A lot of the cheap stuff we buy from the far east is built to price and whether its Powerline, WIFI, DECT, 4G etc they can generate interference as does other devices in the home cause interference to them.

    4. A_Builder says:

      Hence my point about CE compliance…..

      Most things don’t really comply….

    5. Ian Louden says:

      the radio spectrum frequencies these ethernet over power adaptors work at is outside the limits required for EMC compliance for domestic equipment (conducted immunity). the MG was compliance tested in the UK to legally required standards and passed likewise it has been checked to ensure it also does not generate noise in this spectrum (as any CE marked electrical device should meet).

      as an example, a device is not allowed to generate/broadcast excessive signals in the FM radio band…..unless its a FM radio transmitter. various ISM bands are provided for broadcast signals but these EOP adaptors done even operate in these ISM bands!

      The issue is these EOP adaptors have been allowed even though they they do cause issues – https://www.ban-plt.org.uk/what.php:

      Powerline networking (PLT) is an unethical technology which causes serious problems for radiocommunications. Despite the non-compliant nature of the technology with established internationally agreed limits for interference, the European Commission has permitted the industry to continue with impunity to the EMC Directive, leading to speculation of corruption within the Commission itself.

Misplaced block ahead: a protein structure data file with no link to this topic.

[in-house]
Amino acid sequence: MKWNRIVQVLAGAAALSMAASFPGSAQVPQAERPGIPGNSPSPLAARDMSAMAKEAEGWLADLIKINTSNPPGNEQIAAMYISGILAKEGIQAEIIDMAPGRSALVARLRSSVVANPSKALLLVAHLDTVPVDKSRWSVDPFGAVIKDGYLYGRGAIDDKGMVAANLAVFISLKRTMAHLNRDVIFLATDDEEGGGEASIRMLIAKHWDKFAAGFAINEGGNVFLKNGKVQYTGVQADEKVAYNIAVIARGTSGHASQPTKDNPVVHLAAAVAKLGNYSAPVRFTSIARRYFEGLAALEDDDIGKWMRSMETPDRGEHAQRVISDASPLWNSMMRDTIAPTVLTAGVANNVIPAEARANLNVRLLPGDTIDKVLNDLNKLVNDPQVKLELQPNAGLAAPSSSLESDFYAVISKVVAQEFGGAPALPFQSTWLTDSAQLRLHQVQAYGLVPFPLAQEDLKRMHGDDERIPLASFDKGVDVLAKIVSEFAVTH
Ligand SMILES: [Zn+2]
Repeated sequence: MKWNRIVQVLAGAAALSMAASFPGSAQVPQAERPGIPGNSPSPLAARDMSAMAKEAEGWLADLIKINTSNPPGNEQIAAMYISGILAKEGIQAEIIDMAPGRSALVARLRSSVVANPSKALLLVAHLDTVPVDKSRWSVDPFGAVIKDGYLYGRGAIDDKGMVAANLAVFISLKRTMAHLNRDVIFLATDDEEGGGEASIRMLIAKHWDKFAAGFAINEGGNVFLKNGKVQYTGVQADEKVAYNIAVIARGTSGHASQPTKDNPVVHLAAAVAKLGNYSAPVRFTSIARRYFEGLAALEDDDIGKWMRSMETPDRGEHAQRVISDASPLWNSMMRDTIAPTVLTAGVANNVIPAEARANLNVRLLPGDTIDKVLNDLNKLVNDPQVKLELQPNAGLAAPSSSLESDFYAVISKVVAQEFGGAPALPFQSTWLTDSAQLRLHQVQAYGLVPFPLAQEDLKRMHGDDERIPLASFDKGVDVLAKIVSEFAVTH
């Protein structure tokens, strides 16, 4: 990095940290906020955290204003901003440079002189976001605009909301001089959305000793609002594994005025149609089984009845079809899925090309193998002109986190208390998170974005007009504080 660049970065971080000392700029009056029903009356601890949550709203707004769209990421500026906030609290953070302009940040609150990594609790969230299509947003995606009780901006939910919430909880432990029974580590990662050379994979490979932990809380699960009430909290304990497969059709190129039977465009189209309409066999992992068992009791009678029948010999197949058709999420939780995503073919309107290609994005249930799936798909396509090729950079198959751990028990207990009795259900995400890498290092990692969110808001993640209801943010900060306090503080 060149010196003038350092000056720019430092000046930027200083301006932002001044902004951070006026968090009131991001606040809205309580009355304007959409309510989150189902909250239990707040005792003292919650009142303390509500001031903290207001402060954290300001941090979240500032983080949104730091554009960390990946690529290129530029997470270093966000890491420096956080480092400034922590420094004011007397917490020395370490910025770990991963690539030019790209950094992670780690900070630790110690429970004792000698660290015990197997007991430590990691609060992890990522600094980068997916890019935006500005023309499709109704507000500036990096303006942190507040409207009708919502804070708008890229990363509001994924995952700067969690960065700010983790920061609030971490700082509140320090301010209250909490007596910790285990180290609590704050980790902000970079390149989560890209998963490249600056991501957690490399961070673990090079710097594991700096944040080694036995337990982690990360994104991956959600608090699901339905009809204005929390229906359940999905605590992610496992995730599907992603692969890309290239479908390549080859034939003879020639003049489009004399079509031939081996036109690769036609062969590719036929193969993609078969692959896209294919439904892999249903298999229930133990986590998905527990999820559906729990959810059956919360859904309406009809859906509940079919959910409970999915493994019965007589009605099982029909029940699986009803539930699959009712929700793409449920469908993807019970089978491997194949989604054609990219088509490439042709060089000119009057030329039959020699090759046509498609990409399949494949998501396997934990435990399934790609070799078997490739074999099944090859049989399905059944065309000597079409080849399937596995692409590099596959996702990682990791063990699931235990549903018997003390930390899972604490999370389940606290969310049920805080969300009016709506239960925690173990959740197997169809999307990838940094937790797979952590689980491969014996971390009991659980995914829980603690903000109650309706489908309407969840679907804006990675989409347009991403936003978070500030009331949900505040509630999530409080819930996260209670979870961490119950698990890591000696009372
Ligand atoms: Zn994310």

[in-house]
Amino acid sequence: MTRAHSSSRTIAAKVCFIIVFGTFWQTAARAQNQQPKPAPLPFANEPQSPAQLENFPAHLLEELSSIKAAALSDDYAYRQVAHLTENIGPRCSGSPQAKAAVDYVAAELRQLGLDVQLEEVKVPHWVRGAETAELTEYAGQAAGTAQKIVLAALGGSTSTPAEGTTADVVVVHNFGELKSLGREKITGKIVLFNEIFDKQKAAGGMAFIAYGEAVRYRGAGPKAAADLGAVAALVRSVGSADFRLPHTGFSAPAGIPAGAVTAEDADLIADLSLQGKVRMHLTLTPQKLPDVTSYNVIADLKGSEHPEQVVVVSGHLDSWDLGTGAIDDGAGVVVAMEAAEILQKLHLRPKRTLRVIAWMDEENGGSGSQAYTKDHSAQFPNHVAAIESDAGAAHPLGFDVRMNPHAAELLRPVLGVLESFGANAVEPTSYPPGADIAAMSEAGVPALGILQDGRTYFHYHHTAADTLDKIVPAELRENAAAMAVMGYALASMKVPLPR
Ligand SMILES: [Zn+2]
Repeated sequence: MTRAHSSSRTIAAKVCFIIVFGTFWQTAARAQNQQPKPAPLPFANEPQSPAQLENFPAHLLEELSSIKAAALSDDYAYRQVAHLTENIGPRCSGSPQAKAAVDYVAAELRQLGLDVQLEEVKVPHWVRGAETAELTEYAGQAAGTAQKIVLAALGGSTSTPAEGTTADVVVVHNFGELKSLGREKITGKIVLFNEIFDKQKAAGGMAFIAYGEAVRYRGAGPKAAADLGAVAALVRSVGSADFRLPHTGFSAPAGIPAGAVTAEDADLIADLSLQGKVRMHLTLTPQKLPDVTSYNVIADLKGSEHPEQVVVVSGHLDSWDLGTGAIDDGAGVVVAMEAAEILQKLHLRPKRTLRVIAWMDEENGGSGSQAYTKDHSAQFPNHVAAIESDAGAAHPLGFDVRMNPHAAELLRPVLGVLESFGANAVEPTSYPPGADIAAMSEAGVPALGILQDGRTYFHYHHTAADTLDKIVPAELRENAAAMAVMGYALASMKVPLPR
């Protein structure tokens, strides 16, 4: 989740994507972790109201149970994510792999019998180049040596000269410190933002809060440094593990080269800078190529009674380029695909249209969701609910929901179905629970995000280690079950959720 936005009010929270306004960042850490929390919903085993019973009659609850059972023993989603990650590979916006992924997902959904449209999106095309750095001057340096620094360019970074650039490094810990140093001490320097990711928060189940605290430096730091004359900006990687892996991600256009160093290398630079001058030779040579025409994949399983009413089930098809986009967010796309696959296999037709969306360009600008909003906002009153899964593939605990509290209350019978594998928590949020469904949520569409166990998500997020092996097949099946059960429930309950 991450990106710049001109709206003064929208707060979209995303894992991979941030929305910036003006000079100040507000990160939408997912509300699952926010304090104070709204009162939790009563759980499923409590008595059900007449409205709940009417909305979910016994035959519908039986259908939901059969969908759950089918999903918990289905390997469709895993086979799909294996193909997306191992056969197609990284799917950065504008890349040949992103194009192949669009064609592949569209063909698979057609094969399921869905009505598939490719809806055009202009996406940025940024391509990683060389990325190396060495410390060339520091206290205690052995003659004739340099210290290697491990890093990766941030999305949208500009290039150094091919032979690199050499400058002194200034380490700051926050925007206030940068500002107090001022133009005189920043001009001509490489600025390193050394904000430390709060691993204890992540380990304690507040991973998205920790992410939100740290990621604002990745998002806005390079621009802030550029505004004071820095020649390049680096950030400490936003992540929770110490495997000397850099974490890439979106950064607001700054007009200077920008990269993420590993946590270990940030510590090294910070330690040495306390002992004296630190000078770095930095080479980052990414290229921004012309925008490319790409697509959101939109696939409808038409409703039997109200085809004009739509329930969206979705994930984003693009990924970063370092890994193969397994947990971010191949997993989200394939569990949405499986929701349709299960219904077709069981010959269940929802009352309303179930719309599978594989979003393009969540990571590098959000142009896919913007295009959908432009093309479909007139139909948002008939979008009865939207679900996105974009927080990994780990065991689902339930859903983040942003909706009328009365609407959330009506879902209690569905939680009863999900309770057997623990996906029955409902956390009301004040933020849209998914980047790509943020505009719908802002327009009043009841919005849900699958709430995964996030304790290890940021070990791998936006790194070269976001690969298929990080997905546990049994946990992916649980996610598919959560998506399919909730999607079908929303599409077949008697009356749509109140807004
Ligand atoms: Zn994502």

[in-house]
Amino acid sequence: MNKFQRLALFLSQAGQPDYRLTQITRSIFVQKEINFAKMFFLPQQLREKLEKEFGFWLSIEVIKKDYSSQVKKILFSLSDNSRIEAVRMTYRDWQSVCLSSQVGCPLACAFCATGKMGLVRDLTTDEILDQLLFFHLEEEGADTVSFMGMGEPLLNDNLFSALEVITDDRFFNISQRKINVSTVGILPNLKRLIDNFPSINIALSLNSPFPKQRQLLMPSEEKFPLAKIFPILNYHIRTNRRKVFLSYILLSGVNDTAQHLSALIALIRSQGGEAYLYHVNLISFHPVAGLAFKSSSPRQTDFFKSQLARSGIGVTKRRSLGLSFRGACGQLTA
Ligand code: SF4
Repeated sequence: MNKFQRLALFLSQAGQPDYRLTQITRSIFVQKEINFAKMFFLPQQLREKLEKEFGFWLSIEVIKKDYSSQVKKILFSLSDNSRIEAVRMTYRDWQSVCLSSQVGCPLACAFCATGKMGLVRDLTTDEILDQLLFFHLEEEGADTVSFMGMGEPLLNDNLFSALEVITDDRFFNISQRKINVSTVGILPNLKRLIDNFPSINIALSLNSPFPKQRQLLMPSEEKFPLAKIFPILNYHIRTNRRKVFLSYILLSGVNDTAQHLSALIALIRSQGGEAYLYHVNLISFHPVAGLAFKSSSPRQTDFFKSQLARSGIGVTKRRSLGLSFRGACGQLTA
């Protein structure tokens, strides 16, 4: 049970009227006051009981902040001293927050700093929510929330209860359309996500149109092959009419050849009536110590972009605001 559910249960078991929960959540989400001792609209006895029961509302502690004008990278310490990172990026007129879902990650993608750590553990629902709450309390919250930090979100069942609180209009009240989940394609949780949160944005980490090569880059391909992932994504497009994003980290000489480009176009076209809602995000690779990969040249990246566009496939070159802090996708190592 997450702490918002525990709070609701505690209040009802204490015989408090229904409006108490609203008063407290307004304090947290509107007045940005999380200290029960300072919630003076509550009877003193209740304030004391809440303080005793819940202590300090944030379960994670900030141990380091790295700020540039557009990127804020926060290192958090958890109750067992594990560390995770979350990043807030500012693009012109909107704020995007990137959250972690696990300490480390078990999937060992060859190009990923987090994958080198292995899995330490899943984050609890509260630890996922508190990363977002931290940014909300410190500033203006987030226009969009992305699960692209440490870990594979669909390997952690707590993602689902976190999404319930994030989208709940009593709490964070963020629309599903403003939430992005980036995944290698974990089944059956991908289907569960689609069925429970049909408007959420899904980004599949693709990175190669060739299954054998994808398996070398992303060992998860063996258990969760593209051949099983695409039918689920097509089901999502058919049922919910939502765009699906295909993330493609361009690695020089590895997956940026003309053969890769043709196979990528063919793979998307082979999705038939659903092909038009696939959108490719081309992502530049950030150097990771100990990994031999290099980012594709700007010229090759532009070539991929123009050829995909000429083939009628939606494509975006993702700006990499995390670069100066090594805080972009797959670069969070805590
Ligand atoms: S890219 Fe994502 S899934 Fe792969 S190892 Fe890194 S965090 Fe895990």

EMC experts, organizations, radio users and enthusiasts have tried hard to have their respective national administrations see sense. However in Europe, it has become clear that the Regulators are being directed by the EC’s “no barrier to free-trade” mantra, which is used to ensure the non-compliant technology remains on the open market.

      These devices have spent the last few years destroying the HF radio spectrum, much to the annoyance of Shortwave Radio listeners, Radio Amateurs and Citizens’ Band radio users. Not content with that, a new breed of PLT is now available which wipes out VHF as well. You can kiss goodbye to your FM stereo, DAB, business radio, taxi radio, Air Traffic Control and more…